Tennessee pastors express 'embarrassment' over Marsha Blackburn’s 'inappropriate' behavior during SCOTUS nominee hearings

Tennessee pastors express 'embarrassment' over Marsha Blackburn’s 'inappropriate' behavior during SCOTUS nominee hearings
Sen. Marsha Blackburn of Tennessee speaking at the 2021 Young Women's Leadership Summit, hosted by Turning Point USA, at the Gaylord Texan Resort & Convention Center in Grapevine, Texas, Gage Skidmore

Pastors in Tennessee are pushing back against Sen. Marsha Blackburn (R-Tenn.) for her involvement in the U.S. Senate’s Judiciary Committee confirmation hearings for U.S. Supreme Court Justice nominee Ketanji Brown Jackson.

Following the second day of hearings, pastors with the Southern Christian Coalition penned a letter to express their "frustration" over Blackburn's seemingly unprofessional approach during the hearings. According to the members of the grassroots organization, Blackburn failed to maintain a professional stance placing more of an emphasis on politics, according to FOX17.

Rev. Brandon Berg, Pastor of First United Church located in Bristol, Tenn., recently weighed in with his concerns about Blackburn's actions.

“While most Senators in the Judiciary Committee focused on the qualifications and experience of Judge Ketanji Brown Jackson, our Senator Marsha Blackburn’s line of questioning was inappropriate and irrelevant, and as a Christian, pastor, and Tennessean, I was embarrassed by her public behavior,” said Berg.

Senator Blackburn tossed away an opportunity to behave professionally in favor of currying votes from her political base. Her vocabulary of fear-mongering is in stark contrast to the faith she claims in a Savior who reminds us repeatedly, ‘do not fear,’ and ‘the first shall be last, and the last shall be first,’ while on the other hand, Judge Jackson shows the ability to live out the believer’s call to ‘do justice, love mercy, and walk humbly with God,’ as all Christians should strive to live out.

Rev Billy Vaughan, a Memphis Theological Seminary professor and retired United Methodist pastor, also expressed similar sentiments as he detailed his concers.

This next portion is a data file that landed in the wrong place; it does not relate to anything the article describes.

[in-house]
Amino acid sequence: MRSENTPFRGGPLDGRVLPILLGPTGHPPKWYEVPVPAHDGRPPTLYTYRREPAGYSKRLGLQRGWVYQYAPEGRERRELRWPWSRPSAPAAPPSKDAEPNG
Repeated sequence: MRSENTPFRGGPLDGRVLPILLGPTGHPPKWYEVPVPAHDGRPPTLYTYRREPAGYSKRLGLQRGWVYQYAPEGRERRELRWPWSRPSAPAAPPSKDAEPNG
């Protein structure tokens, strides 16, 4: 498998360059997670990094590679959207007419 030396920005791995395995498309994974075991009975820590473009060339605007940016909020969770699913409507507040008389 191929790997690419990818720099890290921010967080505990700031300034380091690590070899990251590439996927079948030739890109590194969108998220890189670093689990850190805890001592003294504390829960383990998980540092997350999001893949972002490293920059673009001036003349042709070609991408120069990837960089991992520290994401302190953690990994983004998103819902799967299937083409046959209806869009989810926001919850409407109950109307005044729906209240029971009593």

“She took past statements by the nominee grossly out of context solely to make political points," said Vaughn. "Those points had nothing to do with either the truth of the statements or the qualifications of Judge Jackson. Contrary to Senator Blackburn’s suggestion that Judge Jackson had an 'agenda,' the opposite was clearly the case. That Senator Blackburn rudely and consistently interrupted Judge Jackson when she tried to answer the legal and judicial issues involved suggests that the Senator’s primary agenda was creating sound bites for her political base. She used terms such as 'progressivism,' 'critical race theory,' 'white privilege' and 'social justice' to, I assume, offer an alternative conservative agenda. But what was she conserving? Certainly not the truth, something on which our judiciary and our life in community depend."

Understand the importance of honest news ?

So do we.

The past year has been the most arduous of our lives. The Covid-19 pandemic continues to be catastrophic not only to our health - mental and physical - but also to the stability of millions of people. For all of us independent news organizations, it’s no exception.

We’ve covered everything thrown at us this past year and will continue to do so with your support. We’ve always understood the importance of calling out corruption, regardless of political affiliation.

We need your support in this difficult time. Every reader contribution, no matter the amount, makes a difference in allowing our newsroom to bring you the stories that matter, at a time when being informed is more important than ever. Invest with us.

Make a one-time contribution to Alternet All Access, or click here to become a subscriber. Thank you.

Click to donate by check.

DonateDonate by credit card
Donate by Paypal
{{ post.roar_specific_data.api_data.analytics }}
@2022 - AlterNet Media Inc. All Rights Reserved. - "Poynter" fonts provided by fontsempire.com.